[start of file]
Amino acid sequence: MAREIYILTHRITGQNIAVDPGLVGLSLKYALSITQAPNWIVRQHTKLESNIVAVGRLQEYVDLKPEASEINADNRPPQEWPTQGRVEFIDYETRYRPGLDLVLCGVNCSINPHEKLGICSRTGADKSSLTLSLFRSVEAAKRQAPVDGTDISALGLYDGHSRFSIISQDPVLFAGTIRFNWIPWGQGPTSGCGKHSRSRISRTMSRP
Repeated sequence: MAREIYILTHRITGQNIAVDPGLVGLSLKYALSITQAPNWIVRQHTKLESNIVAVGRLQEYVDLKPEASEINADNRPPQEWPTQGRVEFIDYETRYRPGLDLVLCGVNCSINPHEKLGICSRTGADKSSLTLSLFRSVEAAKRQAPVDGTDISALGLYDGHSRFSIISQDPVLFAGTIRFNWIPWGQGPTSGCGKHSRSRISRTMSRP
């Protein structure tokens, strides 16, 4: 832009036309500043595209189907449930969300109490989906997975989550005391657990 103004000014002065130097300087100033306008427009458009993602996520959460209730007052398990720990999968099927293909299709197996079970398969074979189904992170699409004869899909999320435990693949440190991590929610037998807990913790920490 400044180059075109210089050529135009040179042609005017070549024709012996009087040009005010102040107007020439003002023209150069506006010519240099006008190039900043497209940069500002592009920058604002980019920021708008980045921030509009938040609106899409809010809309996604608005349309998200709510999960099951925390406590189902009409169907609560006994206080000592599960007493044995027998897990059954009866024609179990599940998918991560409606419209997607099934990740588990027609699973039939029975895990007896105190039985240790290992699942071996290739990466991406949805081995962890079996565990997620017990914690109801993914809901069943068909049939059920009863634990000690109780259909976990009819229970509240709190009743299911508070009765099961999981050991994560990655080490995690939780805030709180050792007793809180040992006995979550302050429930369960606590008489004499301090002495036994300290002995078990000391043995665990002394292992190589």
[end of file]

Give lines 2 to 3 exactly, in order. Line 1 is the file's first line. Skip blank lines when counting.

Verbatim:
Repeated sequence: MAREIYILTHRITGQNIAVDPGLVGLSLKYALSITQAPNWIVRQHTKLESNIVAVGRLQEYVDLKPEASEINADNRPPQEWPTQGRVEFIDYETRYRPGLDLVLCGVNCSINPHEKLGICSRTGADKSSLTLSLFRSVEAAKRQAPVDGTDISALGLYDGHSRFSIISQDPVLFAGTIRFNWIPWGQGPTSGCGKHSRSRISRTMSRP
């Protein structure tokens, strides 16, 4: 832009036309500043595209189907449930969300109490989906997975989550005391657990 103004000014002065130097300087100033306008427009458009993602996520959460209730007052398990720990999968099927293909299709197996079970398969074979189904992170699409004869899909999320435990693949440190991590929610037998807990913790920490 400044180059075109210089050529135009040179042609005017070549024709012996009087040009005010102040107007020439003002023209150069506006010519240099006008190039900043497209940069500002592009920058604002980019920021708008980045921030509009938040609106899409809010809309996604608005349309998200709510999960099951925390406590189902009409169907609560006994206080000592599960007493044995027998897990059954009866024609179990599940998918991560409606419209997607099934990740588990027609699973039939029975895990007896105190039985240790290992699942071996290739990466991406949805081995962890079996565990997620017990914690109801993914809901069943068909049939059920009863634990000690109780259909976990009819229970509240709190009743299911508070009765099961999981050991994560990655080490995690939780805030709180050792007793809180040992006995979550302050429930369960606590008489004499301090002495036994300290002995078990000391043995665990002394292992190589």